• Social Reaction and Psyche Profile of Antagonist
  • Traits and Physical Nature of Antagonist
  • Anecdotes Featuring Your Antagonist
  • How Antagonist Drives the Conflict


Since the antagonist in most successful commercial fiction is the driver of the plot line(s), what chances do you as a writer have of getting your manuscript, regardless of genre, commercially published if the story and narrative therein fail to meet reader demands for sufficient suspense, character concern, and conflict? Answer: none. But what major factor makes for a quiet or dull manuscript brimming with insipid characters and a story that cascades from chapter to chapter with tens of thousands of words, all of them combining irresistibly to produce an audible thudding sound in the mind, rather like a fist hitting a side of cold beef?

Such a dearth of Élan vital in narrative and story frequently results from the unwillingness of the writer to create a suitable antagonist who stirs and spices the plot hash. And let's make it clear what we're talking about. By "antagonist" we specifically refer to an actual fictional character, an embodiment of certain traits and motivations who plays a significant role in catalyzing and energizing plot line(s), or at bare minimum, in assisting to evolve the protagonist's character arc (and by default the story itself) by igniting complication(s) the protagonist, and possibly other characters, must face and solve (or fail to solve).



Not willing to create a good antagonist? Why not? You're making a fundamental mistake, one that assures your story will lack the verve and drama it needs to be successful. As noted in the article above, keep in mind that some of the greatest characters in literature are antagonists. Why not create a darn good one and make your writing life so much easier?

A couple of rules to follow.
  • Great antagonists more often than not are stronger in some way than the protagonists they face.
  • Great antagonists are usually relentless in the struggle for their goal.
  • Great antagonists are often times vulnerable and flawed beings, perhaps worthy of sympathy, but certainly not enough to kill the story. After all, the more you dislike and abhor the antagonist and her/his goals the more you cheer for the protagonist.
Keep in mind that an antagonist who might be somewhat likable is unpredictable. They already defy stereotypes by not being pure bad, so the reader isn't sure what they'll do. Making them real people with real goals also makes it a lot easier to write from their perspective, because it isn't about what they're doing to the protagonist. It's about what goal they're trying to achieve and what obstacles are in their way -- just like your protagonist. So make them the protagonist of their story. The hero in their mind. Treat them the same way you would your protagonist. Except they don't get to win in the end.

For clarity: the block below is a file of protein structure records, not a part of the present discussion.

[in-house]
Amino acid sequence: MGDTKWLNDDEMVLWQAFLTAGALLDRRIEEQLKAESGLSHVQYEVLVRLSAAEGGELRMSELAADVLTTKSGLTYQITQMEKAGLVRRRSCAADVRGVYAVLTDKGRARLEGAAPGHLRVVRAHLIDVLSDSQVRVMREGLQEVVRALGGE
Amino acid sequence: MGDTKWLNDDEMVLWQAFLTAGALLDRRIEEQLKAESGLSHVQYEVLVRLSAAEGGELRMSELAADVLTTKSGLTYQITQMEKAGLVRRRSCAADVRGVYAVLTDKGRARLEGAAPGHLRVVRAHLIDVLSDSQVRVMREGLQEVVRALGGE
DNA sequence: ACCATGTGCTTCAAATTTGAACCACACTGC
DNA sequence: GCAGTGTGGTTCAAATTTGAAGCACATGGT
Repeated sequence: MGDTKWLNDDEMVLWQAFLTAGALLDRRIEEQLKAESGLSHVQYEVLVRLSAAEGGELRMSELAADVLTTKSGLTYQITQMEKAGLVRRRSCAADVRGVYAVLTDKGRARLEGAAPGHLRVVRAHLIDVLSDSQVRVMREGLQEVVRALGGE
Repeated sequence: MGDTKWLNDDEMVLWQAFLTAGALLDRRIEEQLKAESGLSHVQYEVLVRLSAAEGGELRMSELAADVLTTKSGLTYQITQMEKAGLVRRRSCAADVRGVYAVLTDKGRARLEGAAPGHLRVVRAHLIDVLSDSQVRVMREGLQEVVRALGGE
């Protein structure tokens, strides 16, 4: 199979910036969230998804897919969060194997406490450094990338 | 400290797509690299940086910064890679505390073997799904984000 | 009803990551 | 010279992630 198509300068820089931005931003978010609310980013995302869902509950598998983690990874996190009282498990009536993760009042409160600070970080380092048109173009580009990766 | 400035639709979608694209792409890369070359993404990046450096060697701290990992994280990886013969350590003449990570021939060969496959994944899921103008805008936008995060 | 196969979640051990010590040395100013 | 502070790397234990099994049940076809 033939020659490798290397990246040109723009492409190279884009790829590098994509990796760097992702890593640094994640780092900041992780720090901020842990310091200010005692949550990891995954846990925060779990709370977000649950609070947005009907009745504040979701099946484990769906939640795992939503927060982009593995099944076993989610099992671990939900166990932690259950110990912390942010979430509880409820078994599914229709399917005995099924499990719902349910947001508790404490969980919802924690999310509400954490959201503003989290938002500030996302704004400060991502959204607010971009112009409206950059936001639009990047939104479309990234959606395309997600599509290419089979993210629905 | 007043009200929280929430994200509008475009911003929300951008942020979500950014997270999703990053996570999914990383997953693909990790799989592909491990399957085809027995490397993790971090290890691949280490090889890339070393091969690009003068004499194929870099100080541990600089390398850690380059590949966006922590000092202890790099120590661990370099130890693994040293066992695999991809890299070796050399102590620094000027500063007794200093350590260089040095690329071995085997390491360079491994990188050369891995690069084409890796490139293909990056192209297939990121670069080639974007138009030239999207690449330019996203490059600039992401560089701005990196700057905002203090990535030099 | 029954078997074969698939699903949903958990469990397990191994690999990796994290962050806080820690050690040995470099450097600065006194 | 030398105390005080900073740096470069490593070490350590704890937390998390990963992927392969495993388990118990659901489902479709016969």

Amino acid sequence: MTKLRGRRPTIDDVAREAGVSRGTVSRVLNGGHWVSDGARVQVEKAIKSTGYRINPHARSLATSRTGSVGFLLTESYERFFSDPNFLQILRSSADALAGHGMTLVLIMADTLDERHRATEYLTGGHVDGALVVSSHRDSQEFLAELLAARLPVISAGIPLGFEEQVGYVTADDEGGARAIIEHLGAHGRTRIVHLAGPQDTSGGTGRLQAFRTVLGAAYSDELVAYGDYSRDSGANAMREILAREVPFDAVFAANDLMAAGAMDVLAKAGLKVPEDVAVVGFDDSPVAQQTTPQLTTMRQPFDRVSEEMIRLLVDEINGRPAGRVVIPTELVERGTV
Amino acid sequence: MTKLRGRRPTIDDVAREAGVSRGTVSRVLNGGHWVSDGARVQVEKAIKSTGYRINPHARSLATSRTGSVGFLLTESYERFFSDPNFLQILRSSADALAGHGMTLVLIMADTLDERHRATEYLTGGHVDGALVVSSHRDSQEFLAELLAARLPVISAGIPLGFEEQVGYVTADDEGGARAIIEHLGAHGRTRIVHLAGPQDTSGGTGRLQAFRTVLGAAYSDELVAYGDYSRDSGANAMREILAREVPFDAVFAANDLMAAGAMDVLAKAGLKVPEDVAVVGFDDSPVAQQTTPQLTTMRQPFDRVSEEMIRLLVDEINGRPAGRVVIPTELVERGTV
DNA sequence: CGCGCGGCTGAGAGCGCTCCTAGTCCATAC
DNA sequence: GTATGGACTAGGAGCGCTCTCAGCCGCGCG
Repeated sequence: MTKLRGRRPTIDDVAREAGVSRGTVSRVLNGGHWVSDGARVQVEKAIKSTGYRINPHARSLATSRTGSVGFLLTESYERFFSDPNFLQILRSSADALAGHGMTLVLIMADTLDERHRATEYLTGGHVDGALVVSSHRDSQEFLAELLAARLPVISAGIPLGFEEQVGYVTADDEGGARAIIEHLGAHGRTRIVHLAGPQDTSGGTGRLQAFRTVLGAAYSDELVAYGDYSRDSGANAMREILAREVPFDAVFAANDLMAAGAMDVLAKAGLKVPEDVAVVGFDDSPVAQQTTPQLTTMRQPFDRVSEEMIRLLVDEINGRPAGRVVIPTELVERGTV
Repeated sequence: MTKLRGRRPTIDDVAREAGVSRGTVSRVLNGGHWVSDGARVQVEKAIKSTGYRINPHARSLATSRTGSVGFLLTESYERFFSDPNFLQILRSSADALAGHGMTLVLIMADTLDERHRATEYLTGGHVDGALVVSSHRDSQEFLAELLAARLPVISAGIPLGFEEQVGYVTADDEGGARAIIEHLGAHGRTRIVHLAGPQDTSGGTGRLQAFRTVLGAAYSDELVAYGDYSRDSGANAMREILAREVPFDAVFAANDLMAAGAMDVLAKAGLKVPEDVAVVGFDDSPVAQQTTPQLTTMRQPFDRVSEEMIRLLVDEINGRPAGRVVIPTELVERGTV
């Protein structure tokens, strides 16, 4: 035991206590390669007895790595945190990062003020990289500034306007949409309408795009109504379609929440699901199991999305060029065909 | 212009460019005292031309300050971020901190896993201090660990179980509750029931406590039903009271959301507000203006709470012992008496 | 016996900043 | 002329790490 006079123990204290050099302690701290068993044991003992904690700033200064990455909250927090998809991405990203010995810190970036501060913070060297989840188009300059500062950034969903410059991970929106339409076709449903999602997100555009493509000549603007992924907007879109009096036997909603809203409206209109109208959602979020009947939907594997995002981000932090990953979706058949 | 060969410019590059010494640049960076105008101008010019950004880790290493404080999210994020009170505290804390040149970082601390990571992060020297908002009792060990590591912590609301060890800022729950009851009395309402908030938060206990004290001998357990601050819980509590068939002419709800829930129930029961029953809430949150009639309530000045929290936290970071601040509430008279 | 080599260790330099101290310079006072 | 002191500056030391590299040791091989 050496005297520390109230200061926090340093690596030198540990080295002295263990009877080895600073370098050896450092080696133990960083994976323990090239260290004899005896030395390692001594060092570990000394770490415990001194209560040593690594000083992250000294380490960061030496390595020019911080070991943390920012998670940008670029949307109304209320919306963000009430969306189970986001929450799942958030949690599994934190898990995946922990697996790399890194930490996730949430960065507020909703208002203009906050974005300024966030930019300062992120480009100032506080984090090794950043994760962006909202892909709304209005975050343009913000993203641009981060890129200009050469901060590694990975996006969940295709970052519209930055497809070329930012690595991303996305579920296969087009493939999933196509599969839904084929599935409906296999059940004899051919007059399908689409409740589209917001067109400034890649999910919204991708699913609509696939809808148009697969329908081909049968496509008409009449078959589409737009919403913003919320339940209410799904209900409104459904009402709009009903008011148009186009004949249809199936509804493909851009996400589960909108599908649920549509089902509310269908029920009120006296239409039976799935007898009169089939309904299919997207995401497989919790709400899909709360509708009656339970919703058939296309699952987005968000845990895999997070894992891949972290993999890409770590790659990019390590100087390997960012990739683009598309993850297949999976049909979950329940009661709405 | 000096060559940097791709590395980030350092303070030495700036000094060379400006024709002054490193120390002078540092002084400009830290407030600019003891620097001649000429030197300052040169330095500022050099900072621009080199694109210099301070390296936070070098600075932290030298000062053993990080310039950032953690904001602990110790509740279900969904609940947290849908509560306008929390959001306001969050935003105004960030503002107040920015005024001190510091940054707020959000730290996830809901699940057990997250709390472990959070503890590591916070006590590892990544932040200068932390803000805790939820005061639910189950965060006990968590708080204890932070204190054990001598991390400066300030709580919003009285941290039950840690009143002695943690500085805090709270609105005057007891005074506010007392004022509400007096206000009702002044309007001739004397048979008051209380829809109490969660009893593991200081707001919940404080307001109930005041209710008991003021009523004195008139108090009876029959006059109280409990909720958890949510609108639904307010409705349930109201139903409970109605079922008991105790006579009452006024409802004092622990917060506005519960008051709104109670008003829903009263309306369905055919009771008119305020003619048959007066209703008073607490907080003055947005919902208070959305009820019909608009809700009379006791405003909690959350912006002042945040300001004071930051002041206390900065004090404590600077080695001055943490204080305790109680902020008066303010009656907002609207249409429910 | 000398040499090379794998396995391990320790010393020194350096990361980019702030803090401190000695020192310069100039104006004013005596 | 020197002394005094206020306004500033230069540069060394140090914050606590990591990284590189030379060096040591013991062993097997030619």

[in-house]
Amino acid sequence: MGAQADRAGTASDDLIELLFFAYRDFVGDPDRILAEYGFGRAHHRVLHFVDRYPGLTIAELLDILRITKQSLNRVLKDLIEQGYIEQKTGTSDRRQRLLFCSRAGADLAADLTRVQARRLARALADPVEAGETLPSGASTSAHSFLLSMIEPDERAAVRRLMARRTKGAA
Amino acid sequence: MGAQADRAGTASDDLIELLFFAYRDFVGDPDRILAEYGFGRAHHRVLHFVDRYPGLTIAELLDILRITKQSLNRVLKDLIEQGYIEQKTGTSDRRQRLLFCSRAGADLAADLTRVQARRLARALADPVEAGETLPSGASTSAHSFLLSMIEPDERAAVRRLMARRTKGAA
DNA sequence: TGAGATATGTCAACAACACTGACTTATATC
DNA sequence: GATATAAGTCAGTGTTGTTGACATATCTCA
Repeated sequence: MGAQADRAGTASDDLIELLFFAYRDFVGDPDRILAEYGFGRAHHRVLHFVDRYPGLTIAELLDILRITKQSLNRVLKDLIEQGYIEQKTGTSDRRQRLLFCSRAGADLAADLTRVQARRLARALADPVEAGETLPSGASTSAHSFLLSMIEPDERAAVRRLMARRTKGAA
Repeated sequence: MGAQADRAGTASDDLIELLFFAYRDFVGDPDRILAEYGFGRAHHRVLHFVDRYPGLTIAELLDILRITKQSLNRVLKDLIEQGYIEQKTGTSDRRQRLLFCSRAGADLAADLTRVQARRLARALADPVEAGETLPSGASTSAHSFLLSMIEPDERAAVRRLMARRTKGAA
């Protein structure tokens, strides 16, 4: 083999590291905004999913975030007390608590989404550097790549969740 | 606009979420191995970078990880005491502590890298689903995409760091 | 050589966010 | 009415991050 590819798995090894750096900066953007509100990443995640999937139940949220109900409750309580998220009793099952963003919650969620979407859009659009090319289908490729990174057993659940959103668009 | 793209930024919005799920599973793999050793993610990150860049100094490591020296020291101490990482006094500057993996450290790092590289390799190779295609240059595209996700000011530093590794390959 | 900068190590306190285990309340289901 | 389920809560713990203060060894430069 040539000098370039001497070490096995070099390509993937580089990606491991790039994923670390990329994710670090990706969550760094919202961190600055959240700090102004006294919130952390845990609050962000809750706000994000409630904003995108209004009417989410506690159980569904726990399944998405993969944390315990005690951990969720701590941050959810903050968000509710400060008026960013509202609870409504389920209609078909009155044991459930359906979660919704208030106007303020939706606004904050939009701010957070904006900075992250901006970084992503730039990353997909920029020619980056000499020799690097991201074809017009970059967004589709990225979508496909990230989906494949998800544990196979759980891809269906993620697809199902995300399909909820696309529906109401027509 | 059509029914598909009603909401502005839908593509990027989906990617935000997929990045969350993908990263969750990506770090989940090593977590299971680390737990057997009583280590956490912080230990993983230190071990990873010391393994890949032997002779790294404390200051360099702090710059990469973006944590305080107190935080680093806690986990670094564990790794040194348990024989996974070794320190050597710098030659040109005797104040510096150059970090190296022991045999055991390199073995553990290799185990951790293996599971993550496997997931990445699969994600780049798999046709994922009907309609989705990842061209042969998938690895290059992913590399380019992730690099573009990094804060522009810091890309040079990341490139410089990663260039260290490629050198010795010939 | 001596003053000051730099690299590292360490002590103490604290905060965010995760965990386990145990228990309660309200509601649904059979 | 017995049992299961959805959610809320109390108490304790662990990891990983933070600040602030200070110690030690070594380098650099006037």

Make them more than a plot device that forces your protagonist to do what you need them to do.
Make them a character who happens to cause trouble by trying to get what they want.

  • In 100 words or less, describe what your antagonist does to ignite the plot line, i.e., create an issue, directly or indirectly, that sets your protagonist on their course of action.
  • Do a complete sketch of your antagonist using the categories below. Respond in detail to all of the following questions, one bullet at a time. Like the other assignments, you may return to this and edit at any time.
  • PHOTOS AND PHYSICAL: You find a photo, if possible, that you believe represents the physical form/attitude of the antagonist, and upload to this forum. Next, jot down the physical facets a bullet at a time: face, eyes, skin, posture, height, hair, hands, body, manner of walking, gestures.
  • BIO HISTORY: You provide the character with a bio, a history, which supports not only the present story but the backstory. What were they doing before the story began? If necessary, you research occupations, real bios, using the Internet or the library, whatever it takes to flesh this person out.
  • ORIENTATION: You orient this person in time and space, i.e., you give them a job, a reason for being, a place they inhabit, people they know, activities they participate in.
  • ANECDOTES: create at least two brief, 200 words or less, anecdotes taken from their life. Small stories about them. Stories which illustrate their temper and view towards reality.
  • GOALS: What does this person wants most in life: peace? power? freedom? dignity? love?
  • PSYCHE PROFILE: You work up a psychological profile: strongest desire(s)/dislike(s), intelligence level, emotional profile (dark or light as a whole, easy or slow to anger), attitudinal qualities (e.g., biases towards objects/people in the environment that create cognitive issues), belief system (atheist, Hindu, Republican).
  • SOCIAL REACTION PROFILE: You do a social reaction profile: How do they react to others in social situations? You sketch a short anecdote (or use the anecdote above) that reveals this person by demonstrating how she or he behaves/reacts to a defined stimulus in the context of a social situation. Something has happened, something is said that creates tension, desire, confusion, ergo the anecdote portrays this person at their best or worst. HINT: USE CONFLICT!
  • CHARACTER ARC: Given your knowledge of the major complication and story, you flow-sketch the emotional and cognitive evolution of the character from beginning to end. If she or he starts off as a ignorant louse, where to go from there? Will they epiphanize, change, require motivation? All major characters evolve as the story progresses. It‘s mandatory, whether in fiction or film.